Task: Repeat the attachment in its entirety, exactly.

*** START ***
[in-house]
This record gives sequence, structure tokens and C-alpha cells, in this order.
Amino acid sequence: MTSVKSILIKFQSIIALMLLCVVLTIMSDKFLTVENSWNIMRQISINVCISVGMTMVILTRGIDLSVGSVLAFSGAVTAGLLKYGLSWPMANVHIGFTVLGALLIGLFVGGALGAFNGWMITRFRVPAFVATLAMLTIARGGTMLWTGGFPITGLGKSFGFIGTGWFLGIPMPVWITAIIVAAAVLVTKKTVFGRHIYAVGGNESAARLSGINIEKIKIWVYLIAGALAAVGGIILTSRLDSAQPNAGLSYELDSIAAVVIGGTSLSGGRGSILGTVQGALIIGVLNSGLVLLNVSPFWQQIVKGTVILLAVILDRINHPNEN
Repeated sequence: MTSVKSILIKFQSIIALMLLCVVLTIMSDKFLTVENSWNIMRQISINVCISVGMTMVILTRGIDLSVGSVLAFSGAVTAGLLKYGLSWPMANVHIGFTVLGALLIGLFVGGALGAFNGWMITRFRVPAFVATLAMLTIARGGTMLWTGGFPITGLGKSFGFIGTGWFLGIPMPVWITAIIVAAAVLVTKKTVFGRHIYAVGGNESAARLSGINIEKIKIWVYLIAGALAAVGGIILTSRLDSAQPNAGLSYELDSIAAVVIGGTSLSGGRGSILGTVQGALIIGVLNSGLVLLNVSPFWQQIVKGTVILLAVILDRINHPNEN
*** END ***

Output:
[in-house]
This record gives sequence, structure tokens and C-alpha cells, in this order.
Amino acid sequence: MTSVKSILIKFQSIIALMLLCVVLTIMSDKFLTVENSWNIMRQISINVCISVGMTMVILTRGIDLSVGSVLAFSGAVTAGLLKYGLSWPMANVHIGFTVLGALLIGLFVGGALGAFNGWMITRFRVPAFVATLAMLTIARGGTMLWTGGFPITGLGKSFGFIGTGWFLGIPMPVWITAIIVAAAVLVTKKTVFGRHIYAVGGNESAARLSGINIEKIKIWVYLIAGALAAVGGIILTSRLDSAQPNAGLSYELDSIAAVVIGGTSLSGGRGSILGTVQGALIIGVLNSGLVLLNVSPFWQQIVKGTVILLAVILDRINHPNEN
Repeated sequence: MTSVKSILIKFQSIIALMLLCVVLTIMSDKFLTVENSWNIMRQISINVCISVGMTMVILTRGIDLSVGSVLAFSGAVTAGLLKYGLSWPMANVHIGFTVLGALLIGLFVGGALGAFNGWMITRFRVPAFVATLAMLTIARGGTMLWTGGFPITGLGKSFGFIGTGWFLGIPMPVWITAIIVAAAVLVTKKTVFGRHIYAVGGNESAARLSGINIEKIKIWVYLIAGALAAVGGIILTSRLDSAQPNAGLSYELDSIAAVVIGGTSLSGGRGSILGTVQGALIIGVLNSGLVLLNVSPFWQQIVKGTVILLAVILDRINHPNEN